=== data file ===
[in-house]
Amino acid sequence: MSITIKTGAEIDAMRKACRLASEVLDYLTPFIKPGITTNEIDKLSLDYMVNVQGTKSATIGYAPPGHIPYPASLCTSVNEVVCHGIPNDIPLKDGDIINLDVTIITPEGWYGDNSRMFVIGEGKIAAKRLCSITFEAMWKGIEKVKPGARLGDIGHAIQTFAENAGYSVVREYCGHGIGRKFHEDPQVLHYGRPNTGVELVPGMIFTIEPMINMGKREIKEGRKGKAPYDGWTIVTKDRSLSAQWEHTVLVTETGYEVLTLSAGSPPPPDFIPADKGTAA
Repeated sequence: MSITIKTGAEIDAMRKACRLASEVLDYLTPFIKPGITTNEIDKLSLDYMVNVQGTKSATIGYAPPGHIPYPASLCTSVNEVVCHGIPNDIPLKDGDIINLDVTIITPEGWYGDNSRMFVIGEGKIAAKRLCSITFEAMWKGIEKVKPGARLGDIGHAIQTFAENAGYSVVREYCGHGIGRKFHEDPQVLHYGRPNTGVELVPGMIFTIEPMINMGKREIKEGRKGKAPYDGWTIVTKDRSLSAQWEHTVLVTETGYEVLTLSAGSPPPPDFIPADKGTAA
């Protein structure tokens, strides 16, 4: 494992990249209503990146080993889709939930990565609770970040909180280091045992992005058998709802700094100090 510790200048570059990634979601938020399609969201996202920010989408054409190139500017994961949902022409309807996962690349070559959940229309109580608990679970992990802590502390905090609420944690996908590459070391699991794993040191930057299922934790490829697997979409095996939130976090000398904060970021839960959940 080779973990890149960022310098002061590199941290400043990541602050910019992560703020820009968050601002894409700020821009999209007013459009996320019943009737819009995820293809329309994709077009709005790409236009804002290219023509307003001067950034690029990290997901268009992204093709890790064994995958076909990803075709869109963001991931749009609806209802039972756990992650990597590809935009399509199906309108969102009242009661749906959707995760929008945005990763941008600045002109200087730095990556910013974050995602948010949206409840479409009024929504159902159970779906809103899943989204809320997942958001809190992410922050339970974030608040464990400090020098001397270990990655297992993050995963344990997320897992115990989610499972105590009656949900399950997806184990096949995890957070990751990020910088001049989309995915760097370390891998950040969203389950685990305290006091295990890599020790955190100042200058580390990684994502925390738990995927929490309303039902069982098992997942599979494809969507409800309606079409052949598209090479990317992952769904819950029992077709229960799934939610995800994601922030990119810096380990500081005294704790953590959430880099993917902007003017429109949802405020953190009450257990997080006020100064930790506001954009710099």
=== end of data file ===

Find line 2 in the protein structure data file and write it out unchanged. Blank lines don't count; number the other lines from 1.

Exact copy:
Amino acid sequence: MSITIKTGAEIDAMRKACRLASEVLDYLTPFIKPGITTNEIDKLSLDYMVNVQGTKSATIGYAPPGHIPYPASLCTSVNEVVCHGIPNDIPLKDGDIINLDVTIITPEGWYGDNSRMFVIGEGKIAAKRLCSITFEAMWKGIEKVKPGARLGDIGHAIQTFAENAGYSVVREYCGHGIGRKFHEDPQVLHYGRPNTGVELVPGMIFTIEPMINMGKREIKEGRKGKAPYDGWTIVTKDRSLSAQWEHTVLVTETGYEVLTLSAGSPPPPDFIPADKGTAA